Most of the elements of the new curriculum were passed by faculty vote at a meeting in May (discussion of a foreign language requirement were postponed until a September meeting, where it also passed), but faculty members who took part in the revisions are careful to acknowledge that the changes are not without dissenters.

“Everything I say, you should recognize that there’s someone else out there saying ‘No, that’s not the case,’ or ‘You’re exaggerating the situation,’” says Singer.

“We’ve just asked—and the faculty has agreed— that they’re going to start from scratch in some ways,” says Yoder. “This is a big change, so it’s definitely going to be messy at first.” One way the college plans to ease the transition is a new Center for Advancement of Scholarship and Teaching, which will focus on faculty training and research.

“The inquiry-based model is very different in that we’re having a conversation and [students are] leading,” says Shamshak. “A lot of faculty are understandably unsure what that’s going to look like. Faculty need the resources to learn how to teach in this new way, but I think a lot of us are excited by the opportunities it affords us.”

One of the faculty members who feels at home with the inquiry-based classes is sociology professor Jamie Mullaney. She and others who’ve received training in the method produced a sample syllabus to show how it could work. Mullaney says the professor needs to learn when to lead the class, and when to step back, to “bring in good research, and make sure they know how to formulate questions in a proper way, ask the right questions, collect the data properly, if they’re doing that. You can pepper the process with lectures and readings, but really you’re introducing a problem that students will learn to explore on their own.”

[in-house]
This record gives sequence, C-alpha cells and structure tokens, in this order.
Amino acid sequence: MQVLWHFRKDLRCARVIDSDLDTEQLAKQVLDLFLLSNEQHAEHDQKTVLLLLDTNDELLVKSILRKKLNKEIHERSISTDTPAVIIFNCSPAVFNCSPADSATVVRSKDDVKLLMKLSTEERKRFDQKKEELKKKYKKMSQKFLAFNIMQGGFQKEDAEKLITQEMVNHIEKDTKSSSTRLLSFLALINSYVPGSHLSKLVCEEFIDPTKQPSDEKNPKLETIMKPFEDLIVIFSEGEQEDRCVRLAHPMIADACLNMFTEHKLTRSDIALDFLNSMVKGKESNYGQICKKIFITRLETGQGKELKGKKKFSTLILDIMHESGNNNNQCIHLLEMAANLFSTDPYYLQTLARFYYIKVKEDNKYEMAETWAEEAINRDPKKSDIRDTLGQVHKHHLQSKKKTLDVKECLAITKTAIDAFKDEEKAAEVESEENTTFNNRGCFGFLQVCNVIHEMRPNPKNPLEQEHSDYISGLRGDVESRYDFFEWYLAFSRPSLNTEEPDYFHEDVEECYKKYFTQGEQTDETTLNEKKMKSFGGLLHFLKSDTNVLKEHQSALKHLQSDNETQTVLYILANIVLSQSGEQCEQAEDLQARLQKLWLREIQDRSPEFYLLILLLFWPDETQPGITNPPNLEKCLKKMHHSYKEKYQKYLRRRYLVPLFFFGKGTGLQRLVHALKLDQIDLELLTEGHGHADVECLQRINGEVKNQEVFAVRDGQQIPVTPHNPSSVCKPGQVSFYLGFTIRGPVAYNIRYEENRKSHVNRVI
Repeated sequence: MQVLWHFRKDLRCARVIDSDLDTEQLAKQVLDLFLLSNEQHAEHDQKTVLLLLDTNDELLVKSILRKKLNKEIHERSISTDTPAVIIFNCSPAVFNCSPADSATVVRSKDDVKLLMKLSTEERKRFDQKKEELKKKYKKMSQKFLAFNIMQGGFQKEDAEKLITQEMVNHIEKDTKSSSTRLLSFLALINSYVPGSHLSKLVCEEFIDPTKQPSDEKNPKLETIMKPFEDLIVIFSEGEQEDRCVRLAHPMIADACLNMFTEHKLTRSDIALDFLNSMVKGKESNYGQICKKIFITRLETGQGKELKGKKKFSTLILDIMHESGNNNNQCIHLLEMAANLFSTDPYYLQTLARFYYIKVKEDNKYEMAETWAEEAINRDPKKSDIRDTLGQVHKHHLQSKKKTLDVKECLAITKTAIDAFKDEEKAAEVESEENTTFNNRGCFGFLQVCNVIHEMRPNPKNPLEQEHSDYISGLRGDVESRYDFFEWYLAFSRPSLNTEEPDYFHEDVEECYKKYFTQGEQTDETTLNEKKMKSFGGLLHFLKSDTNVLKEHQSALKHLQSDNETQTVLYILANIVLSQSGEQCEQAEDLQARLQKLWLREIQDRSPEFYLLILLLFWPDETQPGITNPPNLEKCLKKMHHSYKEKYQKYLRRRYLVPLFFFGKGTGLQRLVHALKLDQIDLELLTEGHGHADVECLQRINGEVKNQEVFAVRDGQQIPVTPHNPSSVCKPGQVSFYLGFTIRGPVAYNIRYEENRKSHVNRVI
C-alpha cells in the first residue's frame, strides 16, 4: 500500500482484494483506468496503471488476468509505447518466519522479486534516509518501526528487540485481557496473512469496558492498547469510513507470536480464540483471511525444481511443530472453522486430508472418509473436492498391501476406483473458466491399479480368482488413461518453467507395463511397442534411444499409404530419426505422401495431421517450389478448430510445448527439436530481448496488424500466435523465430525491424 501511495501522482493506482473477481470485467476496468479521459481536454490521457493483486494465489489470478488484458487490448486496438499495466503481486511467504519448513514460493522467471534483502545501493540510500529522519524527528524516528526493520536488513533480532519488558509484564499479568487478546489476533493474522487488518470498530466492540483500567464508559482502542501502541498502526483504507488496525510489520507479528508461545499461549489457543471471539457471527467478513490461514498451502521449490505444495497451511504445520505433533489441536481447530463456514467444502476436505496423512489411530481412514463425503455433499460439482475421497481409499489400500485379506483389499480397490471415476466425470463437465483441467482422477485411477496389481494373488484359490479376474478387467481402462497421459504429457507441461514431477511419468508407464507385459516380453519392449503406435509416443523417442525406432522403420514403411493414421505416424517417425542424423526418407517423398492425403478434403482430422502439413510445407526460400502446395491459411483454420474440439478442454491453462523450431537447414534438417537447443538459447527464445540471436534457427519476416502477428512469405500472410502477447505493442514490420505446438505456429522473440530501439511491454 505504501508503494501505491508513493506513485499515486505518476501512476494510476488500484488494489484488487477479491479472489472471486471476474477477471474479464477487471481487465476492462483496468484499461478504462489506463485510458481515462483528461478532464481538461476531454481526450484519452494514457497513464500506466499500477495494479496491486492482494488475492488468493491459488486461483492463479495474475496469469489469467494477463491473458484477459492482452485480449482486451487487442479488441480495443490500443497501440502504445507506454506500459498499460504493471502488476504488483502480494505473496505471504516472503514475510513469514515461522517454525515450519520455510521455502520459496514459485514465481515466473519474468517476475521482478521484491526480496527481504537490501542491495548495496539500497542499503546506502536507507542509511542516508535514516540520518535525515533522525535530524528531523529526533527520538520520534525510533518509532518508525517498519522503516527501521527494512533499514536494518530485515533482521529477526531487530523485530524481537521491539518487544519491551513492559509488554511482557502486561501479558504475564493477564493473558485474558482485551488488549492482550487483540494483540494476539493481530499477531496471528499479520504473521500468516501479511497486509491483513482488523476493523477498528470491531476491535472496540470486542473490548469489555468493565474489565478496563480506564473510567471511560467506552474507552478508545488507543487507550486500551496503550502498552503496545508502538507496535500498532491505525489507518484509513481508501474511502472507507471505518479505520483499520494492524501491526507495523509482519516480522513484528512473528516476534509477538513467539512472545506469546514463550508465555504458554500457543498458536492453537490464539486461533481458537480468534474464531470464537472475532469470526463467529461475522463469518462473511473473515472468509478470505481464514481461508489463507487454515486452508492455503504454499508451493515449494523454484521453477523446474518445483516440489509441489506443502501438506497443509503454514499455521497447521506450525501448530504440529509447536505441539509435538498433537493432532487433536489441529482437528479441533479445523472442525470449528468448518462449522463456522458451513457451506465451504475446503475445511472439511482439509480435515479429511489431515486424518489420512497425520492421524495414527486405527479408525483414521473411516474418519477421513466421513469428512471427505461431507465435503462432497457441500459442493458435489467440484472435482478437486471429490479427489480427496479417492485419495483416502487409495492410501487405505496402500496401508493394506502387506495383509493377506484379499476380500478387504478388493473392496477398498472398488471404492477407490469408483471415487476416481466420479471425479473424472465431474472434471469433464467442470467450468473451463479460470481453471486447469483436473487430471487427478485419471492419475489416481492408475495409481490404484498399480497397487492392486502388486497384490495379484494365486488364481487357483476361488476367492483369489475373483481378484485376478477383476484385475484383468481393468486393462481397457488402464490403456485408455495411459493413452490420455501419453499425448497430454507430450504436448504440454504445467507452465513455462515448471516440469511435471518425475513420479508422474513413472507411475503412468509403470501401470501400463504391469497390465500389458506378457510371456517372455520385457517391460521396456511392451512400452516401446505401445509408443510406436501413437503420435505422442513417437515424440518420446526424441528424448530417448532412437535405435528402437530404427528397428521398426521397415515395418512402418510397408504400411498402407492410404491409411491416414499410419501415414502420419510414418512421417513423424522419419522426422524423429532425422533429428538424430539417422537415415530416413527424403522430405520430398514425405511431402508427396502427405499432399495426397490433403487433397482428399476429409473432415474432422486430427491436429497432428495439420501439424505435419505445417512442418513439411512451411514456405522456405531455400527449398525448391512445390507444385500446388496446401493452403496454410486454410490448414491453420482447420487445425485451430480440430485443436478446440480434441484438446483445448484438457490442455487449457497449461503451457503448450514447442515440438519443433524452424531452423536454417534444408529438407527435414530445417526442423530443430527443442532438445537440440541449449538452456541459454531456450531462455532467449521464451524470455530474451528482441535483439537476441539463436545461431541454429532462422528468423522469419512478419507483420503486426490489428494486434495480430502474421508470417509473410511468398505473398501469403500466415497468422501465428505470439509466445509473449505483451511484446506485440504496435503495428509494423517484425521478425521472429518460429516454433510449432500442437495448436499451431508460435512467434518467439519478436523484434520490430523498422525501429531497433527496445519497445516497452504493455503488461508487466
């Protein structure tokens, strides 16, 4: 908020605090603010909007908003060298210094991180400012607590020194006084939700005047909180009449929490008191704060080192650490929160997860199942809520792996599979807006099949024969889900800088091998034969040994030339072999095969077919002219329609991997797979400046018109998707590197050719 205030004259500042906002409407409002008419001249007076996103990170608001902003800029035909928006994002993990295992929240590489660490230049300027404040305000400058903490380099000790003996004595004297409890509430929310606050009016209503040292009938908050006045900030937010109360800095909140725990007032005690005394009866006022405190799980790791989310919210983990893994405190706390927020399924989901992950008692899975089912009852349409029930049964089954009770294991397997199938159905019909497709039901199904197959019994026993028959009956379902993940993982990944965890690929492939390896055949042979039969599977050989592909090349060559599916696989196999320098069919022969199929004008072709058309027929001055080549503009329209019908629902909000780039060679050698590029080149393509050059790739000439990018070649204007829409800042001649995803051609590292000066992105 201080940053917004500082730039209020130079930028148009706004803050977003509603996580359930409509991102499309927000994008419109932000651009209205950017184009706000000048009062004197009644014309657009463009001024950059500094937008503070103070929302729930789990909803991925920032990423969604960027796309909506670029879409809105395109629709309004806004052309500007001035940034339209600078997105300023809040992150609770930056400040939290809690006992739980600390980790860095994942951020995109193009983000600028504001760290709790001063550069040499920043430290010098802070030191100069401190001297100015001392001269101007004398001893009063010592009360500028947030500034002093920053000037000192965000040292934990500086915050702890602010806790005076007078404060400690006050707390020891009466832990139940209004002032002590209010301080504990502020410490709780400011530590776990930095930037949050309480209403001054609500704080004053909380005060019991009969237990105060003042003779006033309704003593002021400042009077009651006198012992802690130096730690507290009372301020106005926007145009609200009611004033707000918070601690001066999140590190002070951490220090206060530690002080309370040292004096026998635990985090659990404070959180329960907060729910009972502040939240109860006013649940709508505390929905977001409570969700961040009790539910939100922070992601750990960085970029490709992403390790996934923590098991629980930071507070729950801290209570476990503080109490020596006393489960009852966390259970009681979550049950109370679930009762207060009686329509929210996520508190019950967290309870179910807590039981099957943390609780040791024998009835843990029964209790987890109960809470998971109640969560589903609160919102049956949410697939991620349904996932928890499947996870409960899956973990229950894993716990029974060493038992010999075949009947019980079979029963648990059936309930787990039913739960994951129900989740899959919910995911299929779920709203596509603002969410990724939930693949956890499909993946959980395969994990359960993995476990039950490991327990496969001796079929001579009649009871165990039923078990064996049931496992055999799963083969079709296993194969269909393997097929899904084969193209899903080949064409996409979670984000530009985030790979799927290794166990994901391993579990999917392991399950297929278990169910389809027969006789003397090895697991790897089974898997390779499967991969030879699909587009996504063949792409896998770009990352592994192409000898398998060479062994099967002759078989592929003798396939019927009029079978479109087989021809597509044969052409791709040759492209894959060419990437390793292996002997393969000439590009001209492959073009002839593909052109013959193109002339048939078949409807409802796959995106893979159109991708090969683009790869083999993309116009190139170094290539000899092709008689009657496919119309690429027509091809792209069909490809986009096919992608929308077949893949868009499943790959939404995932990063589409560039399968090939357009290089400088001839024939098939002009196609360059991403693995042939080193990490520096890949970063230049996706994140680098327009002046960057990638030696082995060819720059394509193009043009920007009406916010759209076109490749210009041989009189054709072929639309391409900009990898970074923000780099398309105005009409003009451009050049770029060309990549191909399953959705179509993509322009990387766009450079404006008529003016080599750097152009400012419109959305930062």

“I think having this contoured curriculum and approach to all these things that we think are important components of an undergraduate education, makes us distinctive,” Singer says. “Not because we want to be distinctive in the marketplace, but because we think it will actually have some value to students when they leave this place.”

“The conundrum for learning is that it has to be both structured and unstructured at the same time,” he says. “The challenge is: How do you invite a kind of discipline, but at the same time allow that sort of chaos? All of us, that’s what we’re in search of really.”

“Some faculty are nervous and anxious about how to implement it safely,” says Yoder, “but [there is] very little outright disagreement with the philosophy. I think once we’ve started seeing how it works, it’s going to feel really good. I’m excited about where we could go.”